Senescent cells are typically associated with aging and health problems, but a new study adds to the growing evidence that “zombie” cells can actually be beneficial.
Senescent cells: Your body contains trillions of cells, and every day, some of them are dividing to create new cells, while others are dying and being cleared from the body to make room for their young replacements.
As we age, we start to accumulate senescent cells, or “zombie cells,” in our tissues. These cells are no longer capable of dividing, but they also haven’t been removed from the body. Instead, they linger, sending out chemical signals that trigger inflammation, which contributes to cancer, Alzheimer’s, and other diseases.
Now, a new study, published in Cell Reports, has detailed how the cells help a tiny sea creature called Hydractinia regenerate its entire body.
“From animals like Hydractinia, we can learn about how senescence can be beneficial and expand our understanding of aging and healing,” said study co-author Andy Baxevanis from the National Institutes of Health (NIH).
The study: A relative of jellyfish, Hydractinia species typically live on hermit crab shells and have regenerative abilities that outdo even the impressive axolotl. While that amphibian can regenerate its brain, Hydractinia can regenerate their entire bodies from just a fragment of tissue.
Past research has shown that Hydractinia has a reserve of stem cells in its tube-like body that it taps into when it needs to regenerate a body part, but when the NIH researchers removed the creature’s mouth — far from this stem cell reserve — a new body grew from the amputated bit.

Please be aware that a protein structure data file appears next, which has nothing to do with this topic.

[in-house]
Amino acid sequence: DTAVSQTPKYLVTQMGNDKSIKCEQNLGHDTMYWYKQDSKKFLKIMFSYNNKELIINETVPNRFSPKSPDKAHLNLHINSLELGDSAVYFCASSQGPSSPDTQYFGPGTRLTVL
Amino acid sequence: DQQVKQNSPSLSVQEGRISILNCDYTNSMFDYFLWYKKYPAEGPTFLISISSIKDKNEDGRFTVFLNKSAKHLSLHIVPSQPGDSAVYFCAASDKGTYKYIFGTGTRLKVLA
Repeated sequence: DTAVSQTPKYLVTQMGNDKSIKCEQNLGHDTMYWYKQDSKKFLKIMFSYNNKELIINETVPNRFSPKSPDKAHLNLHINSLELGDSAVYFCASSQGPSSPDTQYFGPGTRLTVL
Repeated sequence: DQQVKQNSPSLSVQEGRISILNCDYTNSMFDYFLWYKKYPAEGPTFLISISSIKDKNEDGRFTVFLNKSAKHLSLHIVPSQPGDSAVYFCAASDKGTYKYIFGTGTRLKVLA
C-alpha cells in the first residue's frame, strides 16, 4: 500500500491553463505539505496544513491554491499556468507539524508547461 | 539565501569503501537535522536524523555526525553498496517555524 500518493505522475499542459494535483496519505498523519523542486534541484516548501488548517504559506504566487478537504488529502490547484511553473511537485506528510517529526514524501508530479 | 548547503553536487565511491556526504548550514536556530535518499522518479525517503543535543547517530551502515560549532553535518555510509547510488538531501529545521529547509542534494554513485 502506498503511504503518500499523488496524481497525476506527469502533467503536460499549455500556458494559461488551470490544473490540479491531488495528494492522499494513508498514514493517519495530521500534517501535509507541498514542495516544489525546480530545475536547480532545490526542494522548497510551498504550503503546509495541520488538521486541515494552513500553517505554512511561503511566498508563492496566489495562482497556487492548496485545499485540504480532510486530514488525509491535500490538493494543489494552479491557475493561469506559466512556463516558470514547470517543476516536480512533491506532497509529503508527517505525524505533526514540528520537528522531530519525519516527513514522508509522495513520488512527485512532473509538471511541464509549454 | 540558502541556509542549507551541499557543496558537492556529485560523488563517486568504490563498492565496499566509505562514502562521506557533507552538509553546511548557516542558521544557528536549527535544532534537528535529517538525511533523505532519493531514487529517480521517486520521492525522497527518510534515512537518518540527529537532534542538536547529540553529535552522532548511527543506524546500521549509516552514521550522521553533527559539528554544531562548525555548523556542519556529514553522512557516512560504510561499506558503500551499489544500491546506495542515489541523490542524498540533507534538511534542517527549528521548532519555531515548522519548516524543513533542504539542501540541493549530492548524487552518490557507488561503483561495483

This led the scientists to speculate that the animal was somehow capable of reverting cells near its mouth into stem cells.
When they studied Hydractinia during the regeneration process, they detected signs of senescence in the cells near the injury. Based on that, they searched Hydractinia’s genome for genes similar to those linked to senescence in people.
They found three of those genes and discovered that at least one was expressed, or “turned on,” in cells near the site of the injury. When they blocked this gene, cells in the amputated mouth no longer showed signs of senescence — and Hydractinia couldn’t regenerate its missing body.
When the researchers let the process unfold naturally, they were surprised to see that the tiny organism would spit the senescent cells out of its mouth after it no longer needed them for regeneration.
The big picture: Because senescent cells are so commonly linked to aging and various health problems, many researchers are on the hunt for ways to clear them from our bodies. Studies like this one suggest there’s still a lot we don’t know about these zombie cells, though, so we may want to take a beat before trying to eliminate them.
“We still don’t understand how senescent cells trigger regeneration or how widespread this process is in the animal kingdom,” said Baxevanis. “Fortunately, by studying some of our most distant animal relatives, we can start to unravel some of the secrets of regeneration and aging — secrets that may ultimately advance the field of regenerative medicine and the study of age-related diseases as well.”
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